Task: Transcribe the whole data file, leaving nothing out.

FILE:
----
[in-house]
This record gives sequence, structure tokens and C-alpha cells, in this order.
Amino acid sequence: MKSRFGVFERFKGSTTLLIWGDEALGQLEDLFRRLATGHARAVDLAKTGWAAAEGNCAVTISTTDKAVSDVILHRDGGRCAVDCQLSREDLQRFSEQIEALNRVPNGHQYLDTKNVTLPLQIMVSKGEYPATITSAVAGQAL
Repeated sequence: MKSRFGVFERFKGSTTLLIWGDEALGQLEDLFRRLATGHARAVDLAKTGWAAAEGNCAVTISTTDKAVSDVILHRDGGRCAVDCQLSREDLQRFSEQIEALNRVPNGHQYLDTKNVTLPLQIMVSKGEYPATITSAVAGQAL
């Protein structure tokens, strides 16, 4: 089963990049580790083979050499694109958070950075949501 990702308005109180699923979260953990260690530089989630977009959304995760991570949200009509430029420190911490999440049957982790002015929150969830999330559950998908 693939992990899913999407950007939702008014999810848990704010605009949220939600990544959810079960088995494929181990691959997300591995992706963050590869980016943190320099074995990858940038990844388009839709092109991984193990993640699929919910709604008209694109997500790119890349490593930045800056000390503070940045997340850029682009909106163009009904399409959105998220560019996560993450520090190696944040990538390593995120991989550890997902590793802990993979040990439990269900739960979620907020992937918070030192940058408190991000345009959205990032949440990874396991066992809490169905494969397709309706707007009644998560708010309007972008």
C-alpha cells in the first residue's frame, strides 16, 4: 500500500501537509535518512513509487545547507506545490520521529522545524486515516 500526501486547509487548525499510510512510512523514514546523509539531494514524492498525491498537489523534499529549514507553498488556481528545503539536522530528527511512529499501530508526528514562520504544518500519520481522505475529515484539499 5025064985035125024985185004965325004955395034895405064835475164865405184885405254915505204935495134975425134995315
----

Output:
[in-house]
This record gives sequence, structure tokens and C-alpha cells, in this order.
Amino acid sequence: MKSRFGVFERFKGSTTLLIWGDEALGQLEDLFRRLATGHARAVDLAKTGWAAAEGNCAVTISTTDKAVSDVILHRDGGRCAVDCQLSREDLQRFSEQIEALNRVPNGHQYLDTKNVTLPLQIMVSKGEYPATITSAVAGQAL
Repeated sequence: MKSRFGVFERFKGSTTLLIWGDEALGQLEDLFRRLATGHARAVDLAKTGWAAAEGNCAVTISTTDKAVSDVILHRDGGRCAVDCQLSREDLQRFSEQIEALNRVPNGHQYLDTKNVTLPLQIMVSKGEYPATITSAVAGQAL
């Protein structure tokens, strides 16, 4: 089963990049580790083979050499694109958070950075949501 990702308005109180699923979260953990260690530089989630977009959304995760991570949200009509430029420190911490999440049957982790002015929150969830999330559950998908 693939992990899913999407950007939702008014999810848990704010605009949220939600990544959810079960088995494929181990691959997300591995992706963050590869980016943190320099074995990858940038990844388009839709092109991984193990993640699929919910709604008209694109997500790119890349490593930045800056000390503070940045997340850029682009909106163009009904399409959105998220560019996560993450520090190696944040990538390593995120991989550890997902590793802990993979040990439990269900739960979620907020992937918070030192940058408190991000345009959205990032949440990874396991066992809490169905494969397709309706707007009644998560708010309007972008």
C-alpha cells in the first residue's frame, strides 16, 4: 500500500501537509535518512513509487545547507506545490520521529522545524486515516 500526501486547509487548525499510510512510512523514514546523509539531494514524492498525491498537489523534499529549514507553498488556481528545503539536522530528527511512529499501530508526528514562520504544518500519520481522505475529515484539499 5025064985035125024985185004965325004955395034895405064835475164865405184885405254915505204935495134975425134995315